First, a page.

Ohio Man Sentenced To 35 Months In Prison For June 2013 Incident At White House ComplexDefendant Hoped To Spray-Paint The White House, Crashed Unattended Jeep In Hopes Of Diverting Law Enforcement
WASHINGTON - Joseph Clifford Reel, 33, of Kettering, Ohio, was sentenced today to 35 months in prison on a federal charge stemming from an incident in which he rigged his Jeep to travel, unattended, toward the White House.
The sentencing was announced by U.S. Attorney Ronald C. Machen Jr. and Kathy A. Michalko, Special Agent in Charge of the Washington Field Office of the U.S. Secret Service.
Reel pled guilty in October 2013 in the U.S. District Court for the District of Columbia to a charge of assaulting, impeding, intimidating, and interfering with an officer or employee of the United States with a dangerous weapon. The plea agreement, which was contingent upon the Court’s approval, called for Reel to be sentenced to 35 months of incarceration, to be followed by three years of supervised release. The plea agreement also called for Reel to pay $5,345 in restitution to the U.S. Park Service for the damage he caused in the incident. The Honorable Rudolph Contreras accepted the plea agreement today and sentenced Reel accordingly.
According to a statement of offense, signed by the defendant as well as the government, Reel left his residence in Ohio on June 6, 2013, in his 2008 Jeep Patriot, heading to Washington, D.C. for the purpose of spray-painting the “Don’t Tread on Me” snake on the White House residence, believing the action would lead others to “stand up against government.”
On June 9, 2013, shortly after 3 a.m., Reel rigged his Jeep to crash into the White House complex. The vehicle was traveling at about 40 mph upon impact.
Reel, who was not in the Jeep, had affixed a wooden block to the accelerator and reached into the vehicle to shift it into drive. The vehicle, which Reel had parked on Pennsylvania Avenue near the White House, then began moving toward the White House complex, specifically, a Secret Service guard post. At the time, an officer was on-duty and inside the guard booth. At collision, the Jeep hit a light post, a steel bollard, and a steel bike rack, causing $5,345 in damage to property of the U.S. Park Service.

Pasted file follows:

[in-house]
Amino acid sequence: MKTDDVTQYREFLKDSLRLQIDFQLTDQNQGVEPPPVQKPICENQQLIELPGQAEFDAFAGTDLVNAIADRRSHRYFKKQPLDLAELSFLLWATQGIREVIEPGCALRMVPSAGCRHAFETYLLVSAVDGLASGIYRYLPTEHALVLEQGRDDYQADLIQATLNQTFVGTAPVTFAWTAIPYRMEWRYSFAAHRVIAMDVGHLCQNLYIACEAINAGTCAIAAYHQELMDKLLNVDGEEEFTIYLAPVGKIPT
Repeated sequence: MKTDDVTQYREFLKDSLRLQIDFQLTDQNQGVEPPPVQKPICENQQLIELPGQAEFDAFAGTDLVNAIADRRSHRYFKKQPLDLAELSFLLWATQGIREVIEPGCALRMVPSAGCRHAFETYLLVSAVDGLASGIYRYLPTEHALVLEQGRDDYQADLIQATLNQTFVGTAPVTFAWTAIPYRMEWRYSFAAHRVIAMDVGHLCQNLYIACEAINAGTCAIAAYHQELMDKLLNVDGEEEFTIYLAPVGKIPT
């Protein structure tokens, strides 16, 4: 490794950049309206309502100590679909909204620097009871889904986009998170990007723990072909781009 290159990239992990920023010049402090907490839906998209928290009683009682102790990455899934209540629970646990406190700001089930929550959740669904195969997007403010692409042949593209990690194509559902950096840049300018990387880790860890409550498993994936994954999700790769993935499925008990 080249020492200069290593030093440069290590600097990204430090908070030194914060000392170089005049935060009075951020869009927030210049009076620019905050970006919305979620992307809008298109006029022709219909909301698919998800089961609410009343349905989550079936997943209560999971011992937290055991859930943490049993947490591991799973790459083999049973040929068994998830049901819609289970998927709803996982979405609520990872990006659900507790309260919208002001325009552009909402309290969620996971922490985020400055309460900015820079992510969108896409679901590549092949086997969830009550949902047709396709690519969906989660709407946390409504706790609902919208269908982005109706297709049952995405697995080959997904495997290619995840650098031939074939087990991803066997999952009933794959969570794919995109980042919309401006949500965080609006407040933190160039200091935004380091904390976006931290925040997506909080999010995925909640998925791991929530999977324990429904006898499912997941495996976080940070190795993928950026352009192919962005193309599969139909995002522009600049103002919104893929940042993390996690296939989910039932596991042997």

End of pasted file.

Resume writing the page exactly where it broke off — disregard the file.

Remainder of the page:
Just before he set the Jeep in motion, Reel called 911 and warned that something was about to be staged at the White House. He made the call in hopes of causing members of law enforcement to convene at the White House complex, intending to create a distraction that would increase his chances of gaining access to the White House residence and spray-painting the “Don’t’ Tread on Me” snake on the building. Instead, Reel was arrested inside the White House Complex, within minutes of the Jeep’s impact.
As part of the investigation, law enforcement searched the Jeep and found hundreds of rounds of ammunition, eight knives of various sizes, two machetes, a hand-held spotting scope, and other items. A spray-paint can was found on the White House complex grounds, near the area where Reel was apprehended.
Reel has been in custody since his arrest.
“Joseph Reel is lucky to be alive after his terribly dangerous decision to launch his unmanned Jeep at a Secret Service guard post in the hopes of causing a distraction that would allow him to spray-paint a political message on the side of the White House,” said U.S. Attorney Machen. “Reel now faces three years behind bars because of his foolish behavior. This prosecution should send a clear message to individuals considering political stunts that risk the safety of public servants seeking to protect our national treasures.”
In announcing the sentence, U.S. Attorney Machen commended the work of the Secret Service, which swiftly responded to the incident and investigated the case. He also expressed appreciation for the assistance provided by the Metropolitan Police Department (MPD) and the Dayton Resident Agency of the FBI’s Cincinnati Field Office. Finally, he acknowledged the efforts of those who worked on the case from the U.S. Attorney’s Office, including Legal Assistants Ashley Kellam and Donice Adams, Paralegal Specialist Selena Zuhoski, and Assistant U.S. Attorney Maia L. Miller, who prosecuted the case.